What then?

RELATED: What to cover in your business continuity plan

1 off-site copy

That’s why a third, off-site backup is so important.

Your off-site backup is your failsafe. No matter what happens to your local copies, your off-site should be unaffected. The only downside of this third copy is that off-site backups typically take quite a bit more time to restore than on-site backups.

And that’s why you want both on-site and off-site backups. If the on-site backup is good, you can restore your data from it quickly. But if the on-site backup is destroyed, you still have your data, even if it takes a bit longer to restore it.

You never know

Backup matters because we simply never know when something is going to go sideways on us. Even with predictions earlier this year, there was no way to know for sure whether the floods we’re seeing now would actually happen.

And now that they are happening, the companies that were prepared have one less thing to worry about during this tense, stressful time.

Backup your data. Use the 3-2-1 rule. If you need help, reach out to a backup expert. Just don’t leave yourself exposed to the possibility of total data loss.

KEEP READING: The complete DIY disaster recovery guide for SMBs

3-2-1 Backup Rules Best Practices

Companies that backup to tape as their offsite backup often aren’t aware of what recovering from tape looks like until they unfortunately have to live through it. Depending on the nature of the failure and the extent of the data involved, that type of recovery can take days to restore “business as usual” functionality.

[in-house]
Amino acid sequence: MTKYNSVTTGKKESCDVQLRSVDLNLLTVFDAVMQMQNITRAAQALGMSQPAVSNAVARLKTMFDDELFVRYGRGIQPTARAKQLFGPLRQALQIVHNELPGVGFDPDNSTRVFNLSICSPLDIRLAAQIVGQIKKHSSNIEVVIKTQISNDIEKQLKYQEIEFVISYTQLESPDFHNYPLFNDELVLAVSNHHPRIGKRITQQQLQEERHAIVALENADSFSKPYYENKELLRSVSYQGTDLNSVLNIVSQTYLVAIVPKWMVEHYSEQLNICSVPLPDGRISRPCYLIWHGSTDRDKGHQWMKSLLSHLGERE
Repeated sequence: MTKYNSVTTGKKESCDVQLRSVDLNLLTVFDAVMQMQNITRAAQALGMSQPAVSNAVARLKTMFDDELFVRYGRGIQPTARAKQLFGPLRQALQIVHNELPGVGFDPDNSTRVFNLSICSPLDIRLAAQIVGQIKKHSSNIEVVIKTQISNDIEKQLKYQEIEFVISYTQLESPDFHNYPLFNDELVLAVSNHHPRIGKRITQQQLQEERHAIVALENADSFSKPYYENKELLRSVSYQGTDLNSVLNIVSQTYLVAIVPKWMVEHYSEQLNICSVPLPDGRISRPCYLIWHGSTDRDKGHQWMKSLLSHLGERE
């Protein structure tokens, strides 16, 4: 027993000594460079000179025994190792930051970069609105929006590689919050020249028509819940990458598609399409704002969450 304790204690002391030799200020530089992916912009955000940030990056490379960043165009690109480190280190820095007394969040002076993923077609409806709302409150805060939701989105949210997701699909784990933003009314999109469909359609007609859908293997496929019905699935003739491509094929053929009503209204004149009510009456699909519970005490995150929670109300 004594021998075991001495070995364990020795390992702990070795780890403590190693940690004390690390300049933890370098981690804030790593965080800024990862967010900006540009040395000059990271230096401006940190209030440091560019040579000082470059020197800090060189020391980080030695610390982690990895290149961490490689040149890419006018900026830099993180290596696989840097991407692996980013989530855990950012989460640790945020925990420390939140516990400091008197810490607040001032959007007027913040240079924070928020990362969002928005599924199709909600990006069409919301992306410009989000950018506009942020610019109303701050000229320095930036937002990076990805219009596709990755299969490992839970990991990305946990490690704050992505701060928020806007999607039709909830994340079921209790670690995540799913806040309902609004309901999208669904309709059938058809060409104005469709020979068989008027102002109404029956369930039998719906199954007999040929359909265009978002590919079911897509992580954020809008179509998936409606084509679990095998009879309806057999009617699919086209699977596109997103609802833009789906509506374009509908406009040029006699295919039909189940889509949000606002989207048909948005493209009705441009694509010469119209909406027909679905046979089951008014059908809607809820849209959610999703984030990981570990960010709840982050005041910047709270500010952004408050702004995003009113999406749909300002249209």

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What Backup Is… and What It Isn’t

Data backups are critical for data protection and recovery, but they should not be a substitute for other important parts of your IT strategy:
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  • Backup is for data protection and targeted item recovery:
    It is not for archive. Archives ideally will be indexed for search, have a managed retention policy, and will be stored on less expensive storage mediums.
  • It is not for disaster recovery. It is nearly impossible to test a full environment recovery scenario when relying on this method. It will often require 100% more equipment overhead to have the empty equipment in standby, equipment not providing any usefulness or return on investment
  • It is not a failover solution. Recovery times with this method should be measured in weeks, not hours.

Snapshots are not backup:

  • Snapshots can be used as one part of a backup strategy, but provide no protection on their own in scenarios where the storage devices have failed or are no longer available
  • Snapshots are usually not very granular and are commonly the recovery method of last resort
  • Snapshots are not disaster recovery on their own, only a part of a comprehensive plan

The untested data recovery plan is both useless and a waste of time to create:

  • Make time for testing, it will always be worth it.
  • Do not let the single point of failure be a human, involve many members of the team in the process so that when the time comes to execute your plan it does not have to wait for the only one who knows how.